She brought along her workbook ,she is so very organised and thoughtful,where she details her ideas and makes.The one above was a New Home card she designed and made for Marilyn.The one below was a wedding card for her son who married recently.Both uniquely hers.
She had also been along to a' Dinky Print 'workshop where she had produced these strawberries
complete with sparkly seeds.She also brought along an interesting article from The New Scientist about How to read Inca.They think they had a sort of language using strings and knots .Carol was interested and may use this as her inspiration for messages.
Deryll also brought along an interesting newspaper article.It showed how this Summer 's heat had exposed lots of sites of archaeological interest not before noticed ,when viewed from the air.Another subject for messages perhaps.
She had been exploring ideas for cards ,see below.
As ever, she had a nifty little technique to share
Fabric was mounted in a hoop and some circles cut out.Using straight stitch you stitch backwards and forwards to fill in the holes.The threads are then cut carefully on the edge to create the flower head .
She discovered ,if the fabric is left in the hoop after the flowers are cut ,you can do another set over the same holes, and get bi-coloured flower heads.Nifty eh!
Sally had returned from her trip to Zambia and admitted that she had sat, walked but not lifted a pencil .She had used the time to relax for the two weeks she was away.
She had picked up some beads and flour resist fabrics from Tribal Textiles at the world Textile Day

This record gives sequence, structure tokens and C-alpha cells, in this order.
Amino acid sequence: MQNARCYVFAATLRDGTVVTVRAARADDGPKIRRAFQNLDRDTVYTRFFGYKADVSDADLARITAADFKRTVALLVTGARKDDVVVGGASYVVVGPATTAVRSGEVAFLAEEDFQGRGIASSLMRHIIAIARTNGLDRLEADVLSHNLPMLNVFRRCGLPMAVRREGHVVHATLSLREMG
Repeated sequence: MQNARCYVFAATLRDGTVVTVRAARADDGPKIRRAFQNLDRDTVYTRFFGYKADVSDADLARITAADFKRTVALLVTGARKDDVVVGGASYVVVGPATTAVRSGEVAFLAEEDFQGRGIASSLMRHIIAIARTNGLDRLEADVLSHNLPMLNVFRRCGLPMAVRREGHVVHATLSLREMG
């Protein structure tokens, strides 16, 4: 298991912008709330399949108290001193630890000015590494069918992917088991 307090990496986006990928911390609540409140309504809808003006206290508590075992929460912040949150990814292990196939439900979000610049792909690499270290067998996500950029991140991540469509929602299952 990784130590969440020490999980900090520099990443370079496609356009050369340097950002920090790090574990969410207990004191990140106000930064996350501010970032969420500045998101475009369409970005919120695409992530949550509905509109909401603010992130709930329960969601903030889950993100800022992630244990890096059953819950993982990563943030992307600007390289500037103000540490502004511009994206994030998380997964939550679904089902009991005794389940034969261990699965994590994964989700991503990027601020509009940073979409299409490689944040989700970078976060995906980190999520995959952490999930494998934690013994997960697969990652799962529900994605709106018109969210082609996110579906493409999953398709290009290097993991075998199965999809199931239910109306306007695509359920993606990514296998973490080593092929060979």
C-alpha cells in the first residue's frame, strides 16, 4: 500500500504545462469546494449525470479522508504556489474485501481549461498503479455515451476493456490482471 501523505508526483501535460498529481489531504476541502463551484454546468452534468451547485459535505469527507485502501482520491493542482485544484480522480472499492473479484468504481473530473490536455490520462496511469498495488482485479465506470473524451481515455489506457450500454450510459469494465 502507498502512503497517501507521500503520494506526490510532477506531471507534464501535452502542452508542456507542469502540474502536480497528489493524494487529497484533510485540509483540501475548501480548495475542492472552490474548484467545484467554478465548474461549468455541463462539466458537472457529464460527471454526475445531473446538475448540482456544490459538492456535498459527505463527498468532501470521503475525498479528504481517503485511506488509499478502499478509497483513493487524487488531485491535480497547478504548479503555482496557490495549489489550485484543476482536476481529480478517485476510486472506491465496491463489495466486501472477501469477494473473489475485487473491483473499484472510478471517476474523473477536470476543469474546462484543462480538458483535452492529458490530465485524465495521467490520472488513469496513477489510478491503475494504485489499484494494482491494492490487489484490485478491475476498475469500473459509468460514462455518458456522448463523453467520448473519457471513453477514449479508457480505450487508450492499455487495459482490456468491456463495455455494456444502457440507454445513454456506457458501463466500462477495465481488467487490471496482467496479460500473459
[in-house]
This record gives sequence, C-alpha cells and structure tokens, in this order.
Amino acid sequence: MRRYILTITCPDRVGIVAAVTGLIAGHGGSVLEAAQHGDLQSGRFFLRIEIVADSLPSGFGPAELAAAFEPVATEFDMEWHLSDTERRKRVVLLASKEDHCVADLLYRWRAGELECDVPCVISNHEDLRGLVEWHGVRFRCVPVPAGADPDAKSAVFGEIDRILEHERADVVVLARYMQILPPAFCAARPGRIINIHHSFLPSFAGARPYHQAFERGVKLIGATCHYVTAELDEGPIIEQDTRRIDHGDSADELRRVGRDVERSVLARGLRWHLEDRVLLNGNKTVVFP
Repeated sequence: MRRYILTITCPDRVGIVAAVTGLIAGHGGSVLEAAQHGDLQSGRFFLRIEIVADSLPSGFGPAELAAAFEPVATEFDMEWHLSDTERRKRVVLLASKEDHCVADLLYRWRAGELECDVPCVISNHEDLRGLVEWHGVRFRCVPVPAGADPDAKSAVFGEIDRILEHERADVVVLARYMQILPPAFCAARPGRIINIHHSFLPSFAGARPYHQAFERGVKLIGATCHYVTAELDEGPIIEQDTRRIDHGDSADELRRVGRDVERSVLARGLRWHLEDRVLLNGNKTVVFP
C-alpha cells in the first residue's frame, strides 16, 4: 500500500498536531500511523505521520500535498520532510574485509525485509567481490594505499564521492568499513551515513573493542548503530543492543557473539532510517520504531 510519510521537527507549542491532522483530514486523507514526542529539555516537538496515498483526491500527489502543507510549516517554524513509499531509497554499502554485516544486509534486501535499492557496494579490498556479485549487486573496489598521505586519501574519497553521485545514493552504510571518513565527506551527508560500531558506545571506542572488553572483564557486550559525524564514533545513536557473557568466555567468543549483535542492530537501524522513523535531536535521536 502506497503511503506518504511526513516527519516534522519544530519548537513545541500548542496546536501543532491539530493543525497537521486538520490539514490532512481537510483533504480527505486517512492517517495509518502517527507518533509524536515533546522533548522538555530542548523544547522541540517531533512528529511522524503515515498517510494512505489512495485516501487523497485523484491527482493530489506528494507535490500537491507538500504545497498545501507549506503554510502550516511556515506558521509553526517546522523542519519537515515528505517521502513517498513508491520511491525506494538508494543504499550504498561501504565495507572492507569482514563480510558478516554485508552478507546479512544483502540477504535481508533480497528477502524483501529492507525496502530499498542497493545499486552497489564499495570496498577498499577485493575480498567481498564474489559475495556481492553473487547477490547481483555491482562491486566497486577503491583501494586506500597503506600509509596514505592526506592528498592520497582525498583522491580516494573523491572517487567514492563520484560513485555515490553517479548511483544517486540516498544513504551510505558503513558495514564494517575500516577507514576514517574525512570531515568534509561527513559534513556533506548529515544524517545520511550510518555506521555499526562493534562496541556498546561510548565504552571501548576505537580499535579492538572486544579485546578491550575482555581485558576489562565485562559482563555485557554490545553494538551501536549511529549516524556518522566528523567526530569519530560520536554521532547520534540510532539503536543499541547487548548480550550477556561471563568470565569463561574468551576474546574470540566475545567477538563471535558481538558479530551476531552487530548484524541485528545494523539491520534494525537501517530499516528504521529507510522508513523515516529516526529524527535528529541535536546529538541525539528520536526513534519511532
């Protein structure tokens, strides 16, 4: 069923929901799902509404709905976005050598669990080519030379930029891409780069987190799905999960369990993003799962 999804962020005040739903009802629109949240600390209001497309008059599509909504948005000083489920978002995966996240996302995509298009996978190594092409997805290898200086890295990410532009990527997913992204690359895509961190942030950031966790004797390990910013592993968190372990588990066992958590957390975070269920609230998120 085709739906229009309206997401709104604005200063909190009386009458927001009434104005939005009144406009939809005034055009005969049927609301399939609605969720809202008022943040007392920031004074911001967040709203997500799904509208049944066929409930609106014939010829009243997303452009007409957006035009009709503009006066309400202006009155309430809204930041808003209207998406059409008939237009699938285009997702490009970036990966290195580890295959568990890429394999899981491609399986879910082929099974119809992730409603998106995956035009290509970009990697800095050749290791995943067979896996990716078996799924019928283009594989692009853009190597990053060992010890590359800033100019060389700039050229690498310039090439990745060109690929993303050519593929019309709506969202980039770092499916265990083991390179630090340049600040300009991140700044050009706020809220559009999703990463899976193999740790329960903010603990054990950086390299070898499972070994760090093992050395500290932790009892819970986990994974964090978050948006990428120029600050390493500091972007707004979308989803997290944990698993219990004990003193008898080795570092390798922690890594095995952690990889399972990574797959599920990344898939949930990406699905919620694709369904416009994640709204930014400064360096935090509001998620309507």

and had some delightful cards from Zambia, made on paper made from elephant dung.
Since being back ideas have been slowly percolating, and she has made drawings
from photographs of the trees which fall and lie down the in the river in Zambia
She has also been playing around on the computer with her photos applying filters to see what results.
The mud ,below, is so like the markings on a giraffe.
More wonderfully textured trees and
a play with zebras!We thought the middle one could be a perfect abstract piece....Sally maintains she doesn't do abstract.
She intends to use her repurposed ,washed papers to create a book ,with beads for the binding.Her mind map of the emerging ideas ........it just shows that no experience goes to waste.It just needs time to emerge.
And one last purchase -from Sue Hawkins at UWE ,a kit to see if Sally can manage some hand sewing which she finds difficult these days .
She thought the canvas work might help as there are holes already to push the needle through.